Uber Points to Lapsus$ Gang as Reason for Breach

uber, Lapsus$ hacking gang, breach, social engineering

The extortion gang Lapsus$ is being blamed by Uber as being responsible for the breach that infiltrated its internal network last week, including its technology systems, Amazon Web Services, Google clouds and VMware systems.

Based in Brazil and the U.K., the notorious cybercriminal operation has been associated with targeting numerous technology companies this year, including Microsoft, Cisco Systems, Okta and Samsung.

Uber said the investigation is still ongoing but so far, user data has been deemed safe.

“First and foremost, we’ve not seen that the attacker accessed the production (i.e. public-facing) systems that power our apps; any user accounts; or the databases we use to store sensitive user information, like credit card numbers, user bank account info, or trip history. We also encrypt credit card information and personal health data, offering a further layer of protection,” Uber said in a blog post.

See also: 18-Year-Old Hacker Claims Responsibility for Uber Breach

The compromise surfaced when Uber employees got a Slack message that read, “I announce I am a hacker and Uber has suffered a data breach,” PYMNTS reported on Thursday (Sept. 14).

In response, Uber shut down some of its internal software and messaging systems and got in touch with law enforcement.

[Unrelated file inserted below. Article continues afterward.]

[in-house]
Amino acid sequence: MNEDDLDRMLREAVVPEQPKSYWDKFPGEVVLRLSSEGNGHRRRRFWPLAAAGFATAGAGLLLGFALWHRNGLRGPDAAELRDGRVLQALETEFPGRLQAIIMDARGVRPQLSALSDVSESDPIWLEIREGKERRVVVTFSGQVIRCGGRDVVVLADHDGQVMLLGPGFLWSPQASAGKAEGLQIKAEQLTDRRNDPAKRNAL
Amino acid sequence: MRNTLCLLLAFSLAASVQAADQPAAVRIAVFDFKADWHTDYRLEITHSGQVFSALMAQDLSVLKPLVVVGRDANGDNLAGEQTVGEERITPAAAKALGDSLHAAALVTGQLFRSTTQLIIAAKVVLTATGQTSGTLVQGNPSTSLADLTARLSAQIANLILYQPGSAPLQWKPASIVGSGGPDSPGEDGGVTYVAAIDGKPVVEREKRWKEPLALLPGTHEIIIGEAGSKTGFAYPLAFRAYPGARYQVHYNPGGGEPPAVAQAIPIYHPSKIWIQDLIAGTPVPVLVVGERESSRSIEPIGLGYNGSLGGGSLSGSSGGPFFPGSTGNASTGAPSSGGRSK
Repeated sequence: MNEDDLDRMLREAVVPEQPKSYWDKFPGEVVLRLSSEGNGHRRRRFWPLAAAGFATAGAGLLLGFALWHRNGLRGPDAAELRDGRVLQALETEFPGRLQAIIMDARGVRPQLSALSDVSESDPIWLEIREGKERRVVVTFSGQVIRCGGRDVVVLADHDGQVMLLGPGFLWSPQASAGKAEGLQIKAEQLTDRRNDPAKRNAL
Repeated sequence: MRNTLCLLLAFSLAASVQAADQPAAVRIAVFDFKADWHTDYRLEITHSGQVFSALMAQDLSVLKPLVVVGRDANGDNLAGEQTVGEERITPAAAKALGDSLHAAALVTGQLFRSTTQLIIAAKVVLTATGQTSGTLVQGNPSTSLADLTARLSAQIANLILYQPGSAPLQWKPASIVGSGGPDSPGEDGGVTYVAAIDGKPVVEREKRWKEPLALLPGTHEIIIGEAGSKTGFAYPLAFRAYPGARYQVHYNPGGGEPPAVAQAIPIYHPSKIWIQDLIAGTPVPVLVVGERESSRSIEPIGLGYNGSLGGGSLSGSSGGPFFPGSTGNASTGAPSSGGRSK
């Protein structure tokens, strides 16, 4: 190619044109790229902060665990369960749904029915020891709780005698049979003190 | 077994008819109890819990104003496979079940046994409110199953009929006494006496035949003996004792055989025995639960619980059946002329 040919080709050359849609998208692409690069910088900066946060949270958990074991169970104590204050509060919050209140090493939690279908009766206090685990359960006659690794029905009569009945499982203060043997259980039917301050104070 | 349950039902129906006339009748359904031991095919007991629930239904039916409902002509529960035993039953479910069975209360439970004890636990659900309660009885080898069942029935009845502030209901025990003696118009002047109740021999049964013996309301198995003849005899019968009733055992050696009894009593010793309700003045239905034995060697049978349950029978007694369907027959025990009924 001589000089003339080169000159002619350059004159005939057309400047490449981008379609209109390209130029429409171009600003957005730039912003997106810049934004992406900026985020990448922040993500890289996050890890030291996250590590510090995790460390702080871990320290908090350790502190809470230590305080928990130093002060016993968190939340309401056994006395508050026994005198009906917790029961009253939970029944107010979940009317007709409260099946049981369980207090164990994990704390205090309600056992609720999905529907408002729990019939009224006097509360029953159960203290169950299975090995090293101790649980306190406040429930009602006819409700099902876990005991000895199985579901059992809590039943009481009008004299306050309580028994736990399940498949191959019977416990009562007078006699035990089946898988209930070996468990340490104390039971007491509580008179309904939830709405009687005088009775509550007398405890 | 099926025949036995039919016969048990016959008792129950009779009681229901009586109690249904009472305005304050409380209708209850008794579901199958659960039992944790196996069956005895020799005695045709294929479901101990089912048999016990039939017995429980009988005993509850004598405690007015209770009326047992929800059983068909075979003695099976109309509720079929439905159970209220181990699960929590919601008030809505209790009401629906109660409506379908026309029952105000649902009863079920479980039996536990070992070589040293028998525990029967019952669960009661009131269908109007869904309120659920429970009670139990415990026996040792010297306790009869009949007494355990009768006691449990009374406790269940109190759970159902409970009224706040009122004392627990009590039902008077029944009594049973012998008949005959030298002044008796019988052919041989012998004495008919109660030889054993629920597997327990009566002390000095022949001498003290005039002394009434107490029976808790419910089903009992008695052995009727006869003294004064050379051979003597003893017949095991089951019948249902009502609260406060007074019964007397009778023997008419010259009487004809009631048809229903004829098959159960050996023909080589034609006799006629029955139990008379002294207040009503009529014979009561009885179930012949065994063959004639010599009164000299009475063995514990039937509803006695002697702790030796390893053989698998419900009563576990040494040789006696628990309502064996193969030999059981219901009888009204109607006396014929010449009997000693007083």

“We believe that this attacker (or attackers) are affiliated with a hacking group called Lapsus$, which has been increasingly active over the last year or so. This group typically uses similar techniques to target technology companies, and in 2022 alone has breached Microsoft, Cisco, Samsung, Nvidia and Okta, among others,” Uber said in the security update.

Read more: Okta Latest Target of Hacker Group Lapsus$

There were also weekend reports that the same attacker breached video game maker Rockstar Games, according to the post.

“We are in close coordination with the FBI and US Department of Justice on this matter and will continue to support their efforts.”

Uber suspects an Uber contractor’s password was purchased on the dark web by the attacker after that contractor’s personal device had been infected with malware.